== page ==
The Resplendent Quetzal Rises Again
Good news – the beautiful and exotic quetzal has tripled in population over the last 25 years in Mexico thanks to three decades of conservation programmes. Despite once being endangered, the Environment Secretary for the Environment in Mexico said it is now possible "to see a greater number [of quetzals] flying freely" in the El Triunfo Biosphere Reserve in the southeastern state of Chiapas. The resplendent quetzal is a rare bird endemic to the rainforests of Central America, and once thrived from Chiriqui in Panama to the isthmus of Tehuantepec in Mexico, at an altitude above 1,200 metres in humid cloud forests with more than 3,000 mm of rainfall every year.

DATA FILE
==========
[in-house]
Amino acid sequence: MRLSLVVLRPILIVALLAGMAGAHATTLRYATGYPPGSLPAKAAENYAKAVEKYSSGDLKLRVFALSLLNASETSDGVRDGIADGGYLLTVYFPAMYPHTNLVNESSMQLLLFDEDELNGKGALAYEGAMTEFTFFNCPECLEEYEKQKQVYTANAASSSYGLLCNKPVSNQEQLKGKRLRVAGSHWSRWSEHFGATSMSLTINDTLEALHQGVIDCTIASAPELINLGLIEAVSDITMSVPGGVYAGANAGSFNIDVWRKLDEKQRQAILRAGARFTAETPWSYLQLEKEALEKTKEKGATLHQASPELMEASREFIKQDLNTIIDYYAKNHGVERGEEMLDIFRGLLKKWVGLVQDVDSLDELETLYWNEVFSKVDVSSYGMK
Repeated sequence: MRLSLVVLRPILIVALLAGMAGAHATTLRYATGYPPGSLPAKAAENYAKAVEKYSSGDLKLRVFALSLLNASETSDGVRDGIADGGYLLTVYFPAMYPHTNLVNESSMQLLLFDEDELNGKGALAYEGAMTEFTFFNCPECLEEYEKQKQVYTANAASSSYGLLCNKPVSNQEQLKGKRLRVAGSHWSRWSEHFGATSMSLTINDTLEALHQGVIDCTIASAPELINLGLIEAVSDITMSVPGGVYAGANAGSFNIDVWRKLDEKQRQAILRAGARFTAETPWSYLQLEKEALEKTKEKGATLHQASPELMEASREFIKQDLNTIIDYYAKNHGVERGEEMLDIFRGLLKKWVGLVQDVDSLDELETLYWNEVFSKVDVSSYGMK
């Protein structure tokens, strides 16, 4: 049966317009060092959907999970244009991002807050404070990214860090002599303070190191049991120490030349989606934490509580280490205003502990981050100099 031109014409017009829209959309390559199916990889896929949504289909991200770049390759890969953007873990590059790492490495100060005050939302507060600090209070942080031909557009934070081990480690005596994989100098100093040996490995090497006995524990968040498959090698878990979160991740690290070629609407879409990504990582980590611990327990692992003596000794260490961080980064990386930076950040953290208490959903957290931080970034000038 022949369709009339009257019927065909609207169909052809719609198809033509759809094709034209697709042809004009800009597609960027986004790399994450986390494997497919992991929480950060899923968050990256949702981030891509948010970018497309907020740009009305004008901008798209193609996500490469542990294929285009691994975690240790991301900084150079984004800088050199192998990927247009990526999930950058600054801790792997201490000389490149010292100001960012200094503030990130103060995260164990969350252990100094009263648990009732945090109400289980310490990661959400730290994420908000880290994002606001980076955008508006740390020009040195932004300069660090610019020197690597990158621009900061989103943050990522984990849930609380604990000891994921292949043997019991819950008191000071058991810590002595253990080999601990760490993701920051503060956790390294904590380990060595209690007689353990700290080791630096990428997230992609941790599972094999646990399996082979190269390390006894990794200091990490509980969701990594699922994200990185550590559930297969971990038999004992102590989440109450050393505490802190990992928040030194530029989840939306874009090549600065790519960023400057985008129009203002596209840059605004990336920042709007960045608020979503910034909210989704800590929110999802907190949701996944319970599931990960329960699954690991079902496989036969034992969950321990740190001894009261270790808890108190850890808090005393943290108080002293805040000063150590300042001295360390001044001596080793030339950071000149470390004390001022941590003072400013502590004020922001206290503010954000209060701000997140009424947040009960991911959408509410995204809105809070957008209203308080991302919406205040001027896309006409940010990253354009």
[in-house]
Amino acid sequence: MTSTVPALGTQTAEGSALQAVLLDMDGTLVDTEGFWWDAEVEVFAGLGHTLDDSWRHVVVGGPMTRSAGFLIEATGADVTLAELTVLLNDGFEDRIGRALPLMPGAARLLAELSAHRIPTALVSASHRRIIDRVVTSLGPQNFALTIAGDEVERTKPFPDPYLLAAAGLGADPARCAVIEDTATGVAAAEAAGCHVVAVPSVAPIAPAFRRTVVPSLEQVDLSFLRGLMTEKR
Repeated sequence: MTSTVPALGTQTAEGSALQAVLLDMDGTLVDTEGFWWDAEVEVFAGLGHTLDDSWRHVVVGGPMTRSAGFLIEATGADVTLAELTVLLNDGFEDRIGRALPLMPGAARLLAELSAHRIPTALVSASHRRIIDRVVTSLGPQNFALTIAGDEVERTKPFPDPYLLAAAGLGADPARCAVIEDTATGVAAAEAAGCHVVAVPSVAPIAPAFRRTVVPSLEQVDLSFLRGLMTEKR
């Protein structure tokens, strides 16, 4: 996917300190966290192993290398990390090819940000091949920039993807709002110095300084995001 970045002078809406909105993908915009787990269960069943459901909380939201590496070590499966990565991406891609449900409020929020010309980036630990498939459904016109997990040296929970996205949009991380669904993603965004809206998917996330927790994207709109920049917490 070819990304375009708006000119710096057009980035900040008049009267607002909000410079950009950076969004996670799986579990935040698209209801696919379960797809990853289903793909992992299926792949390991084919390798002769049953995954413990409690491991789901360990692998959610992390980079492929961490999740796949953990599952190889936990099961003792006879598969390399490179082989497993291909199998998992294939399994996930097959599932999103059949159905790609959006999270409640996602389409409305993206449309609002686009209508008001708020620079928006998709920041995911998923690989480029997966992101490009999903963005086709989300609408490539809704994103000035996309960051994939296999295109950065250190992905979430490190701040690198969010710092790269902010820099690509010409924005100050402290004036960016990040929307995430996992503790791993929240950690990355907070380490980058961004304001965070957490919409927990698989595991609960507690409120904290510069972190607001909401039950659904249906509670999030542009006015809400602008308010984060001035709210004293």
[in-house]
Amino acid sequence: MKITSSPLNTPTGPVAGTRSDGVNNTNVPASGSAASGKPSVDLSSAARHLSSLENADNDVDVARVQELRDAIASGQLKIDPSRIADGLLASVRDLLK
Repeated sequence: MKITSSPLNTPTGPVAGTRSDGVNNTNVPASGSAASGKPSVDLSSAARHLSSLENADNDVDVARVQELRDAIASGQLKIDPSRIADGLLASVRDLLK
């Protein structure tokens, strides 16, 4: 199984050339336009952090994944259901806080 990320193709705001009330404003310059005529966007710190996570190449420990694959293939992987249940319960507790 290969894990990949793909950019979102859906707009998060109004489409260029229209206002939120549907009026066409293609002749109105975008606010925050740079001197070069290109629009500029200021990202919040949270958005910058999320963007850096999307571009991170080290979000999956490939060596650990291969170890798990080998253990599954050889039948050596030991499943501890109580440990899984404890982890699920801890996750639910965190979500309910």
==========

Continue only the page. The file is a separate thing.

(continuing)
It was considered a symbol of Central America and worshipped by many civilisations – even today it is the national bird of Guatemala, and the Guatemalan currency is named after it. Their beautiful colours, and extreme sexual dimorphism (females sport strikingly different plumage to males) has made them much-loved birds but habitat destruction in Mesoamerica had lead to severe depopulation. Luckily, conservation schemes set up by the Mexican government means that populations are slowly rising to their former glory.